Being a Good Steward to Wildlife

I have the good fortune of making an annual pilgrimage with my family to Cape Cod in the summer. Last summer I was on the beach and noticed an injured Sea Gull. Attempts were made to catch the bird, but he was too wily for that. The other sea gulls were beginning to appreciate that their comrade was injured and they were beginning to attack him. Gulls, being as they are, will attack injured birds and destroy them.  I called the local animal control office and to my surprise they took my call and very cheerfully aided me. I explained that I realized this was ‘only’ a gull, but it appeared that shortly the other gulls would gang up on our injured beach comber and do him in. Within a half an hour a member the Animal Rescue League of Boston was at the beach, equipped with nothing less than a wildlife rescue ambulance, fully equipped for the task at hand. Together, we caught the bird and confirmed that his wing was broken. I later found that this was the result of children throwing rocks. I again explained to the rescuer that I realized that sea gulls were probably not a high priority in the sea-life rescue world, but I hated to see the animal suffer. The young man was a little surprised. He replied, of course they would rescue the poor gull and its fracture will be repaired by a veterinarian and hopefully he would be released! An organized community of individuals working together to aide injured wild life, how cool.

What prompted me to recall that event last summer was something that happened a few weeks ago. Two young men came into the hospital explaining that they had an injured and very ill juvenile raccoon. They had called animal control for our county; they had called the Michigan Humane Society, area veterinarians, and the local nature center, all of which refused to aide the boys. Now I suspect that the reasoning for these responses was the following, First, raccoons are essentially the equivalent of rodents, a nuscence  and second they care communicable diseases that can be spread to humans and domestic animals. The difficulty I have with this philosophy is that this small creature was being left to suffer by these animal welfare advocates and two young people that were trying to do the right thing would be left to watch the animal suffer and die or worse, they may try to destroy the animal themselves.

I explained that I could not offer medical care to the raccoon because it may put my patients at risk, but that I could not allow it to suffer and would be able to examine it to be sure that it could not be released and, if it is suffering, euthanize the creature. The young men were relieved and the little coon was very ill and infested with maggots. We humanely euthanized him.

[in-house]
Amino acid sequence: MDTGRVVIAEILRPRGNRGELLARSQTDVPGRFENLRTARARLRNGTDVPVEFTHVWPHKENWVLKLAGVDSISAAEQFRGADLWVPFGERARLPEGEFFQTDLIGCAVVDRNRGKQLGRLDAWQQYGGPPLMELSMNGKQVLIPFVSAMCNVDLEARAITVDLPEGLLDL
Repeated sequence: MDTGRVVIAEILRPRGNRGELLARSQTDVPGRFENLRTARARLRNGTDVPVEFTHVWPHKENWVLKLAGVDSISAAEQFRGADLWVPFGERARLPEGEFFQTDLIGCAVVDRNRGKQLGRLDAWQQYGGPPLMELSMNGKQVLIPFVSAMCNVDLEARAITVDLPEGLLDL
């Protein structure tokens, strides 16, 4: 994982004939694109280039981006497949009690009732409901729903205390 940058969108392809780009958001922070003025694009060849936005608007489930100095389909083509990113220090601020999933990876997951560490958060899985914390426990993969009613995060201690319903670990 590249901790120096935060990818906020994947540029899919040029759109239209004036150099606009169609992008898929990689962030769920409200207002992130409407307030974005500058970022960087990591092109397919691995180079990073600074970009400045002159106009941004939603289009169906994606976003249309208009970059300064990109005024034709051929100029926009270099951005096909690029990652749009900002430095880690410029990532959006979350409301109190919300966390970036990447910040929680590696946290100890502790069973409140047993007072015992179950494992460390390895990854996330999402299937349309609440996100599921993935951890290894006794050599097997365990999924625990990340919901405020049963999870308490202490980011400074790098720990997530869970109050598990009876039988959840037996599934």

I will argue that we in Michigan have not remained focused on being good stewards to wildlife. Sure we have a department of natural resources, but let us recognize that they are advocates of hunting in Michigan, and animal population control, not caring for the wildlife within our state boundaries. Our state humane society, although very well funded, much like the Animal Rescue League of Boston, has no wildlife rescue system. And the net work of people that do rehabilitate animals are poorly funded and over taxed and they function for the most part autominously, not as an organized group. Many veterinarians, like myself, try to help, but unless facilities are set aside for wildlife away from our patients we risk exposing our patients to serious diseases.
Michigan is a great state, with beautiful waterways and wonderful outdoor vistas, very similar to Cape Cod. The challenge I see for us is to become better stewards of  our wildlife, to focus on and care for  one of the things that makes or state great, the wildlife. I am not saying that this is going to necessarily involve any significant expense, there are many of us out there that want to help. What we need is a humane organization  to step up and help weave us together, make a network of concerned veterinarians and rehabilitators. Maybe someone on the state level that would aide in refocusing the DNR to be more of an advocate of wildlife.

I am happy to report that last I heard, that poor little sea gull is back on the beach, filling his ecological niche no matter how valuable or disposable we might think it is.


 

Posted on August 01, 2009
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